We may benefit rather from some shorthand for forms like this though:

  lua5.2 -e "_ENV=require'x'(y)" -i

For instance,

  lua5.2 -e "_ENV=require'ziploader'('foo.zip:foo.bar.baz;qux.zip:qux.bar.corge')"
-i

which will load the module "ziploader", which then loads the module
"foo/bar/baz.lua" from the file "foo.zip", loads the module
"qux/bar/corge.lua" from "qux.zip", stores both of these in some way
of its own choosing in a table with an __index metamethod to _G, and
assigns that to _ENV.  Moreover, other modules require'd by the
interpreter are unaffected by this _ENV.

A possible shorthand is

  lua5.2 -Eziploader='foo.zip:foo.bar.baz;qux.zip:qux.bar.corge' -i

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Fwd: Command line library load in Lua 5.2

Dirk Laurie-2
In reply to this post by Roberto Ierusalimschy
>> I.e. the global name is not created by the module, but by the Lua5.2
>> standalone interpreter.
>
> Option '-l' would be essentially useless if it did not create the
> global.   It is intended to be used in interative mode and with the -e
> option: $ lua5.2 -l mymod -e "print(mymod.foo(10))"

I'll grant that the global is useful in that context.

But '-l' is not useless without the global.  Lua 5.1 does not set it.
Yet nothing forces you to use only modules that set globals 5.1-style.
 It's perfectly OK to use modules that return tables 5.2-style.  Just
say `local mymod=require "mymod"`.  This works nicely with '-l',
because:

* option `-l` adds an item to package.loaded
* `local mymod = require "mymod"` in the program picks up the module
loaded with `-l` instead invoking the package search mechanism.

The original proposal did not spell out that `-l
mymod=mymod_123_alpha_rc3` creates or replaces an entry in
package.loaded for `mymod` rather than for `mymod_123_alpha_rc3`, but
preloading a specific version of a required package would be a useful
application for it.

Dirk

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Re: Command line library load in Lua 5.2

Matthew Wild
On 3 November 2011 09:45, Dirk Laurie <[hidden email]> wrote:

>>> I.e. the global name is not created by the module, but by the Lua5.2
>>> standalone interpreter.
>>
>> Option '-l' would be essentially useless if it did not create the
>> global.   It is intended to be used in interative mode and with the -e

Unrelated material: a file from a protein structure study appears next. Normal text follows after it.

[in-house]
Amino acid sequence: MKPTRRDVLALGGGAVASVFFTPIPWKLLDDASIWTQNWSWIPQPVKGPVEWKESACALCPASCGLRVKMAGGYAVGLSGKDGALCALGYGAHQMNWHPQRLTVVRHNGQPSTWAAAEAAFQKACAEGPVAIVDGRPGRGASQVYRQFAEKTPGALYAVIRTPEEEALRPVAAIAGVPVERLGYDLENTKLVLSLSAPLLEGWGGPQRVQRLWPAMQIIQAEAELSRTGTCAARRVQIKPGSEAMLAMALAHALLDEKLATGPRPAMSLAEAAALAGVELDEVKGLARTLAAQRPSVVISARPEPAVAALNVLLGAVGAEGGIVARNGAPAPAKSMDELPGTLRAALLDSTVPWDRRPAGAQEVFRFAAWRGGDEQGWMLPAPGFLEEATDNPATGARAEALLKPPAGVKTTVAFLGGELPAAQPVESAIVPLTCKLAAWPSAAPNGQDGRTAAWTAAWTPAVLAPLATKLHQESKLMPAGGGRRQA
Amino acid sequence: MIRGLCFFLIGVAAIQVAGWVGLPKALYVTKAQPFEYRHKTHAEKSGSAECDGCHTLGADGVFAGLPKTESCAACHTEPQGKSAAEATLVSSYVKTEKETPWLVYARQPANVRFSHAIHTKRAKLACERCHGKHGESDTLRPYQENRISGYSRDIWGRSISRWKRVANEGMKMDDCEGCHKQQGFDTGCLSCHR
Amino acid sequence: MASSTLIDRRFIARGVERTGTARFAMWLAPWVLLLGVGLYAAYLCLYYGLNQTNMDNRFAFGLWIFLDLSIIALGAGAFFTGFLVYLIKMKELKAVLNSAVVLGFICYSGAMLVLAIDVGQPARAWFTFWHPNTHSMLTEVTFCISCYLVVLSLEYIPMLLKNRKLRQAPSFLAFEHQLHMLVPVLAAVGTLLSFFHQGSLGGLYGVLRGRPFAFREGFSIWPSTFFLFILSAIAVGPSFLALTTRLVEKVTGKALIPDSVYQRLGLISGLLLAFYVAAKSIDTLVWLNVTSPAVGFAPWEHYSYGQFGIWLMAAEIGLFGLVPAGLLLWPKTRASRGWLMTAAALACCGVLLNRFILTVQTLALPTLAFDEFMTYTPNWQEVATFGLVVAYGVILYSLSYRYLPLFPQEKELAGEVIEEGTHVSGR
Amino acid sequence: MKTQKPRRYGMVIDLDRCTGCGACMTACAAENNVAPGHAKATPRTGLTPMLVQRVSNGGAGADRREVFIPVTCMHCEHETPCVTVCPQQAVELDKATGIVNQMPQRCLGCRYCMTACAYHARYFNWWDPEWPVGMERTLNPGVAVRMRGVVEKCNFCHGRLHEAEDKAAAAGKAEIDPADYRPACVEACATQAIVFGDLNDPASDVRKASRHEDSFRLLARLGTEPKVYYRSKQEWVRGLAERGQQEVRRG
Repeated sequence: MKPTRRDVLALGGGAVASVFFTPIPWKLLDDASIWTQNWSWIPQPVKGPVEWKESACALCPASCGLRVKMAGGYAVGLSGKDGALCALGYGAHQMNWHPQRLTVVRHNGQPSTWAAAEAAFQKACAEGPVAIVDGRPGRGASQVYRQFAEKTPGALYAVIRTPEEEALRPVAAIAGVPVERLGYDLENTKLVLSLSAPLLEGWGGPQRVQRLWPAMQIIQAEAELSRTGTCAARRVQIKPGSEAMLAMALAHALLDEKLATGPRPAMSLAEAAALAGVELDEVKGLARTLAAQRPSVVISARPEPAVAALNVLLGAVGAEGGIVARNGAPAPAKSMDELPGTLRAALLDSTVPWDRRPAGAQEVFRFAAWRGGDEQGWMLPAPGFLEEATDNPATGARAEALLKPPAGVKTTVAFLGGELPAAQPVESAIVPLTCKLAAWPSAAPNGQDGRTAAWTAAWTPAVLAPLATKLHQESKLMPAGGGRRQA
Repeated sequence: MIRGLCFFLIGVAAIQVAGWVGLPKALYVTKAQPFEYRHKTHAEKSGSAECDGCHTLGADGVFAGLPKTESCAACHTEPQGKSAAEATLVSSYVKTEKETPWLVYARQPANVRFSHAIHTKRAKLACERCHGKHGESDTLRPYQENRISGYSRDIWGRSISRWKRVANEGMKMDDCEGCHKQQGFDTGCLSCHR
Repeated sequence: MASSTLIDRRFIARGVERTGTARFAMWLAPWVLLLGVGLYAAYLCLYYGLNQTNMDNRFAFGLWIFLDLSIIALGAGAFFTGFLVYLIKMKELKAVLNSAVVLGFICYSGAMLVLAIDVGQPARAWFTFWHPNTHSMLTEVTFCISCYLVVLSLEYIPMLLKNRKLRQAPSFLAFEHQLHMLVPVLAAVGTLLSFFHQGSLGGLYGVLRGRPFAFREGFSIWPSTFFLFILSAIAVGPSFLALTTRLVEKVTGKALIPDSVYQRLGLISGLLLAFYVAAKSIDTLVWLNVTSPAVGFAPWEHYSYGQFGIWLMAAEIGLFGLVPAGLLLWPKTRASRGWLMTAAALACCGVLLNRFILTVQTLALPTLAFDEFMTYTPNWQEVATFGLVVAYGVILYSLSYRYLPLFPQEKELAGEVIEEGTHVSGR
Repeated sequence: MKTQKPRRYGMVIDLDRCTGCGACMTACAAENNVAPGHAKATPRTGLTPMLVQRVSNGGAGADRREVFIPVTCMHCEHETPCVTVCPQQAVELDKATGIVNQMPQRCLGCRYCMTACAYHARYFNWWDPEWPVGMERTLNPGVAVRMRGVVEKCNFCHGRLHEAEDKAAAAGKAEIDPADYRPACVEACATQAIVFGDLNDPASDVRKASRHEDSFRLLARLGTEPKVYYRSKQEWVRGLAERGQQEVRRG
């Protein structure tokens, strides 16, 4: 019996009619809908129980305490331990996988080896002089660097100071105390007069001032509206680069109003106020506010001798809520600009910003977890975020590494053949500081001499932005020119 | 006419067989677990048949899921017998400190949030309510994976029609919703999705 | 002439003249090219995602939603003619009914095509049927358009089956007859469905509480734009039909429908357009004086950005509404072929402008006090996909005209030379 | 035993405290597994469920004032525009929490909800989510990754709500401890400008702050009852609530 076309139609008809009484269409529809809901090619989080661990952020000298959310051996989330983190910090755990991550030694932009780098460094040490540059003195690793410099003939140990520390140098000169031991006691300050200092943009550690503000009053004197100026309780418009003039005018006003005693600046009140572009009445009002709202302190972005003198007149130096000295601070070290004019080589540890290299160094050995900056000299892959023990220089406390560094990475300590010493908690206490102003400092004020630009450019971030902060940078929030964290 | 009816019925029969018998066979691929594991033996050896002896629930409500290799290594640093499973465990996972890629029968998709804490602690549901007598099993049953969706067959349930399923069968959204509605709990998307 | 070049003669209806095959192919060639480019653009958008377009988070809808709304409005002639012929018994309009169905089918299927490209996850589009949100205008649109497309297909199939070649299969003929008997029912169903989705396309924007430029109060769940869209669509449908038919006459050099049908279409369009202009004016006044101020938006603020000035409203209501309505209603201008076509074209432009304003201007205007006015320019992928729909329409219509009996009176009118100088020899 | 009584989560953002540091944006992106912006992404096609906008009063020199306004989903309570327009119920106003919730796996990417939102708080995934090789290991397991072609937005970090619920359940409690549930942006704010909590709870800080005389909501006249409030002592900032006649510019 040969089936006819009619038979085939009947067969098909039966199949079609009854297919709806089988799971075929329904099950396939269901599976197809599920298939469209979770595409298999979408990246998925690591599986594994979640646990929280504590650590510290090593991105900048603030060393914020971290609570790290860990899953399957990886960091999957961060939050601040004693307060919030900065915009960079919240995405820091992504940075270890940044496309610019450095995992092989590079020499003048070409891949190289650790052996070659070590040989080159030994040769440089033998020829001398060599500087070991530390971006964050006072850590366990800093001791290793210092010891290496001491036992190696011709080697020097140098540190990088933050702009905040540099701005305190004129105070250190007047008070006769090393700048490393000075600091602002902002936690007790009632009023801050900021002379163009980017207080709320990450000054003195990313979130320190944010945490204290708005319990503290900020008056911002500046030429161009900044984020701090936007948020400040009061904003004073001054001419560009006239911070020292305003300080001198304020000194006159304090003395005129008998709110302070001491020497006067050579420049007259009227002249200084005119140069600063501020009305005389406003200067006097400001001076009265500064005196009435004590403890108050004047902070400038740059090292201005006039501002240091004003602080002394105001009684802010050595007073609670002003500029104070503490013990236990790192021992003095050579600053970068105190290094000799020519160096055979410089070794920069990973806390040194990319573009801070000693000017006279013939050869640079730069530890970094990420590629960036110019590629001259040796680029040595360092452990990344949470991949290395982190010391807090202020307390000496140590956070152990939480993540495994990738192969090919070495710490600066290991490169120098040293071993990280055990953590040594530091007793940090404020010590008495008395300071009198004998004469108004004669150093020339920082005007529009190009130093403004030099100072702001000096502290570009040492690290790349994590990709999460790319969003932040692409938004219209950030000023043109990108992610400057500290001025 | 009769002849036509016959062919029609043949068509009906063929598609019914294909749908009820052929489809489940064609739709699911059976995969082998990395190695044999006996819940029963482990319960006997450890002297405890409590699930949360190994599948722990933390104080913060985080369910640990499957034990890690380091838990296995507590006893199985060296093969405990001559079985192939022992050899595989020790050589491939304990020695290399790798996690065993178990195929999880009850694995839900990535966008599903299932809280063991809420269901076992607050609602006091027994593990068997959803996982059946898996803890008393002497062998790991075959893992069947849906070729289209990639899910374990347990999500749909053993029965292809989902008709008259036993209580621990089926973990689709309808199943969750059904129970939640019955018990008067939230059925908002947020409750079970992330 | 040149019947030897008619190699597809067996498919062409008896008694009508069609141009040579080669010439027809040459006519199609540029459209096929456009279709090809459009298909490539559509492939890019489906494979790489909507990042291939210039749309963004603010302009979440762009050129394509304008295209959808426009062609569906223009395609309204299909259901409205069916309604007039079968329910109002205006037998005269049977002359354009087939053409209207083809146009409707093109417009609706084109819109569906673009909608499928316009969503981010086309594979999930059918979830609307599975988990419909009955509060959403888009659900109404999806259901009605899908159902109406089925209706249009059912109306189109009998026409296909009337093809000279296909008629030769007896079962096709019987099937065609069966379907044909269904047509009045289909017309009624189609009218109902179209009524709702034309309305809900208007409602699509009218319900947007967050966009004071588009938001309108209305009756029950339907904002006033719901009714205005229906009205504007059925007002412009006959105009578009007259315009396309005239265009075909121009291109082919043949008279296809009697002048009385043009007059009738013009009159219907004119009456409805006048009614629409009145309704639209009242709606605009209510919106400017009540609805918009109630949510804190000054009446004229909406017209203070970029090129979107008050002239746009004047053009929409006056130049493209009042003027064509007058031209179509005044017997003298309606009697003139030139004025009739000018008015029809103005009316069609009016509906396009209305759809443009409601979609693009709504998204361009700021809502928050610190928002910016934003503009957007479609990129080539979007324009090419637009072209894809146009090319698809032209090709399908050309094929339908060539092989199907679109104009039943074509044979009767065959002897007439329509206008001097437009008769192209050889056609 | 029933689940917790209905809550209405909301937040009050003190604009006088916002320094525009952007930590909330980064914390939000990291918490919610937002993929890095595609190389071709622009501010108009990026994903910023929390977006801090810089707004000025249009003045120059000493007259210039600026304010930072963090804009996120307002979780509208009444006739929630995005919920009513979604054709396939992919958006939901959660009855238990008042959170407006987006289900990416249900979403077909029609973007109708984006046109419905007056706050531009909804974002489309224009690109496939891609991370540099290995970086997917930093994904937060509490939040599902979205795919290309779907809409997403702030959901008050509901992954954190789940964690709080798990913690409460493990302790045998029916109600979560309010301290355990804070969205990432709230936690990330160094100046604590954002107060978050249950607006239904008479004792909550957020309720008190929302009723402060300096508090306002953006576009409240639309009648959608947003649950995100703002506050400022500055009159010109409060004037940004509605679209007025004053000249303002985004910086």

>> option: $ lua5.2 -l mymod -e "print(mymod.foo(10))"
>
> I'll grant that the global is useful in that context.
>
> But '-l' is not useless without the global.  Lua 5.1 does not set it.
> Yet nothing forces you to use only modules that set globals 5.1-style.
>  It's perfectly OK to use modules that return tables 5.2-style.  Just
> say `local mymod=require "mymod"`.  This works nicely with '-l',
> because:
>
> * option `-l` adds an item to package.loaded
> * `local mymod = require "mymod"` in the program picks up the module
> loaded with `-l` instead invoking the package search mechanism.
>

I'm confused... if you're going to use require(), that also sets
package.loaded if not already set. So... how is -l useful if you have
to call require right after anyway?

Regards,
Matthew

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Re: Command line library load in Lua 5.2

Dirk Laurie-2
2011/11/3 Matthew Wild <[hidden email]>:
>
> I'm confused... if you're going to use require(), that also sets
> package.loaded if not already set. So... how is -l useful if you have
> to call require right after anyway?
>

Don't think of '-l' as being merely convenient.  Think of it as
providing command-line control over loading of modules.

For example: the program has:

mod1 = require "mod1"
mod2 = require "mod2"
mod3 = require "mod3"

mod12 = require "mod12"

These modules are supposed to be independent of each other, but the
program has an obscure bug.  You suspect that one of these modules is
setting a global which affects one of the others.  Without any need to
edit the source (which may have been supplied to you as bytecode) you
can do this:

   $ lua -l mod4 prog.lua

Now "mod4" gets loaded first.

And this sort of application is why I'm pushing for extending the
syntax of '-l' to allow

  $ lua -l mod4=mod4_patched prog.lua

That would allow '-l' to achieve command-line templating.

Dirk